Is There a Global Digital Culture? The 2016 Project for Advanced Research in Global Communication (PARGC) Symposium considers this question as an intellectual provocation to revisit how the universal relates to the particular, the global to the local, the digital to the material, the human to the post-human. Symposium participants will grapple with the problematic notion of “global digital culture,” exploring dynamics of convergence and disjuncture in the digital era.
Global Communication Studies
Turkey’s Long Decade: Media, Politics and Culture in the Transnational Era
This two-day interdisciplinary conference will bring together experts (academics, human rights practitioners, journalists, filmmakers, photographers and policy makers) to examine the interplay between visuals and human rights. It seeks to address how, under which circumstances, and to what ends visual imagery is becoming the central means through which human rights claims receive recognition and restitution. The event will be accompanied by a curated presentation of OSF’s Moving Wall photographs and supplemented with an edited volume.
Jenny Yang is a Los Angeles-based writer and stand up comedian who produces the first-ever (mostly) female, Asian American standup comedy tour, Dis/orient/ed Comedy and has been a writer and performer on the viral Buzzfeed videos "If Asians Said the Stuff White People Say" (over 8 million views), "What if Adults had Tantrums Like Toddl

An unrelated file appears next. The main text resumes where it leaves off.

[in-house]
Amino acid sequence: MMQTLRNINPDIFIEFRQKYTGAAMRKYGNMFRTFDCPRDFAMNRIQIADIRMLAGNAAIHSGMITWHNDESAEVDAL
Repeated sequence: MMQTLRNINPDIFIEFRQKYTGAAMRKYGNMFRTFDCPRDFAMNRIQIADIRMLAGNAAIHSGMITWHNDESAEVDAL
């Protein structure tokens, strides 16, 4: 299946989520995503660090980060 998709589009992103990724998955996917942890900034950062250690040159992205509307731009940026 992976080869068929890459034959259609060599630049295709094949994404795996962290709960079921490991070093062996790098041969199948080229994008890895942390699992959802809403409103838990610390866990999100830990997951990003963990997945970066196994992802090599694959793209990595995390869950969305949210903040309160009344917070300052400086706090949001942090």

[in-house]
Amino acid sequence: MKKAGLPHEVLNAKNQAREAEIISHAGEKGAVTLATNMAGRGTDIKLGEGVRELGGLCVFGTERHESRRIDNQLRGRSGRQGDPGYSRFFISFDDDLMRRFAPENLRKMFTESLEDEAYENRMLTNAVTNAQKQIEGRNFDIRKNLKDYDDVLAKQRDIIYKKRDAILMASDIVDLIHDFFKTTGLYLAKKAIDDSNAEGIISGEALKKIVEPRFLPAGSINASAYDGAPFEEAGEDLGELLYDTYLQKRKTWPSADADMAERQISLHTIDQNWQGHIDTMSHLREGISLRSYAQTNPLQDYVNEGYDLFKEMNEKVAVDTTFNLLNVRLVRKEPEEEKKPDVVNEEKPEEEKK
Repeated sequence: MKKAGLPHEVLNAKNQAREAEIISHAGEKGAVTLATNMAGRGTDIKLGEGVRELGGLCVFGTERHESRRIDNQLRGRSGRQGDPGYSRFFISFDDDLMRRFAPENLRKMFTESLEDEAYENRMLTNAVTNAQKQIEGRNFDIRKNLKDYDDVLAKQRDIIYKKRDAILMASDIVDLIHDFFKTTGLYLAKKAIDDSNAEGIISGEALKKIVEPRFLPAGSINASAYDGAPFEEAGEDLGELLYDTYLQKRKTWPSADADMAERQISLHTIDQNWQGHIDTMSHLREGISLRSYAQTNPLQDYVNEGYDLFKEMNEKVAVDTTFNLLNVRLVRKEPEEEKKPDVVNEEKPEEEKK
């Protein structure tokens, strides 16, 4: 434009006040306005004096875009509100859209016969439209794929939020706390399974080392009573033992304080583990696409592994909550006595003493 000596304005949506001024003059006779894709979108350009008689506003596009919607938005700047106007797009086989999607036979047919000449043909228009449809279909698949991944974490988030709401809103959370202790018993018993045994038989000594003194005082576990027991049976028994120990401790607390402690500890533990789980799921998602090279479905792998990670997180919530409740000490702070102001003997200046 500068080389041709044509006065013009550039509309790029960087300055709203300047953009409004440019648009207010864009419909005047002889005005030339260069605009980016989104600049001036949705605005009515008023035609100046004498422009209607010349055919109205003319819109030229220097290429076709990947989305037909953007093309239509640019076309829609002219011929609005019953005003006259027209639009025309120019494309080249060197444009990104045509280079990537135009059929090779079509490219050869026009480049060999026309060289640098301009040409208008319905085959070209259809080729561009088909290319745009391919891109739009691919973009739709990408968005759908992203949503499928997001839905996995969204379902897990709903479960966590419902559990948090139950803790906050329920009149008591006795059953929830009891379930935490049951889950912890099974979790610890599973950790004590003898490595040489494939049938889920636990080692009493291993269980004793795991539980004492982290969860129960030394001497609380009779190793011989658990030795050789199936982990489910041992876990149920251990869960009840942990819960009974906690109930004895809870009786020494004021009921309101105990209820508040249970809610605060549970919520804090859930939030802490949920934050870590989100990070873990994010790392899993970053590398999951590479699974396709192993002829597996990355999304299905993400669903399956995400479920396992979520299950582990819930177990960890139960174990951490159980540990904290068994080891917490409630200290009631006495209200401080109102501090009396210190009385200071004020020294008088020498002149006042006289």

Over the last decade, the internet emerged as a relatively open, pluralistic source of information for citizens in partly democratic or non-democratic states as governments had traditionally focused on censoring and controlling the established news media. However, in recent years many autocratic regimes have increasingly focused on censoring and controlling access to anti-government online as well as citizen use of social media for political expression and mobilization.
CORPOREALITY IN ARAB PUBLIC CULTURE: THE STATE OF THE FIELD
October 19-21, 2015, NIAS, Wassenaar, Netherlands
To combat its own serious public security challenges, the Government of Pakistan has often instructed telecommunication operators to suspend mobile and/or Internet networks where intelligence indicates a threat to national security. Pakistan is not the only country to do this. Network shutdowns of varying scale are happening globally with creeping frequency for a variety of reasons- from national security threats to civil unrest or to disperse protests.
Please join us to welcome the Fall 2015 CGCS visiting scholars to the Annenberg community and engage in an informal discussion. The scholars will be presenting their research interests, areas for potential collaborations, and pertinent media policy issues relevant to their regions and areas of expertise. Lunch will be served.
The scholars who will be presenting are: